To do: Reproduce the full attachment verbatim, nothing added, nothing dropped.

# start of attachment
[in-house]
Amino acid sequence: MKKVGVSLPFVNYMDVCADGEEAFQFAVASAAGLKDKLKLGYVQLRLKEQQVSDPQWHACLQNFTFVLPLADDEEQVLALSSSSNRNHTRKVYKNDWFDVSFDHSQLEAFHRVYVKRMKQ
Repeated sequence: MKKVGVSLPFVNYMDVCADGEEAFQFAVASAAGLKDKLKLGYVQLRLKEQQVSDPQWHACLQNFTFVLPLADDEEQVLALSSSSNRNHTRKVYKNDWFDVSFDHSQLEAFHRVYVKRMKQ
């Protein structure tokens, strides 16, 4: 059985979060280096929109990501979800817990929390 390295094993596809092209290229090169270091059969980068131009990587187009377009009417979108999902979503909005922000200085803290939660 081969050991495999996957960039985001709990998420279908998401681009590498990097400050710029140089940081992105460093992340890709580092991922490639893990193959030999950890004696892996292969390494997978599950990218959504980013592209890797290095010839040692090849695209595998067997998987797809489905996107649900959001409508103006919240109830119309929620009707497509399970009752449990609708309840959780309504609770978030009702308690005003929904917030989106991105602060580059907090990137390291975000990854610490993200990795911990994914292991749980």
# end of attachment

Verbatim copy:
[in-house]
Amino acid sequence: MKKVGVSLPFVNYMDVCADGEEAFQFAVASAAGLKDKLKLGYVQLRLKEQQVSDPQWHACLQNFTFVLPLADDEEQVLALSSSSNRNHTRKVYKNDWFDVSFDHSQLEAFHRVYVKRMKQ
Repeated sequence: MKKVGVSLPFVNYMDVCADGEEAFQFAVASAAGLKDKLKLGYVQLRLKEQQVSDPQWHACLQNFTFVLPLADDEEQVLALSSSSNRNHTRKVYKNDWFDVSFDHSQLEAFHRVYVKRMKQ
């Protein structure tokens, strides 16, 4: 059985979060280096929109990501979800817990929390 390295094993596809092209290229090169270091059969980068131009990587187009377009009417979108999902979503909005922000200085803290939660 081969050991495999996957960039985001709990998420279908998401681009590498990097400050710029140089940081992105460093992340890709580092991922490639893990193959030999950890004696892996292969390494997978599950990218959504980013592209890797290095010839040692090849695209595998067997998987797809489905996107649900959001409508103006919240109830119309929620009707497509399970009752449990609708309840959780309504609770978030009702308690005003929904917030989106991105602060580059907090990137390291975000990854610490993200990795911990994914292991749980």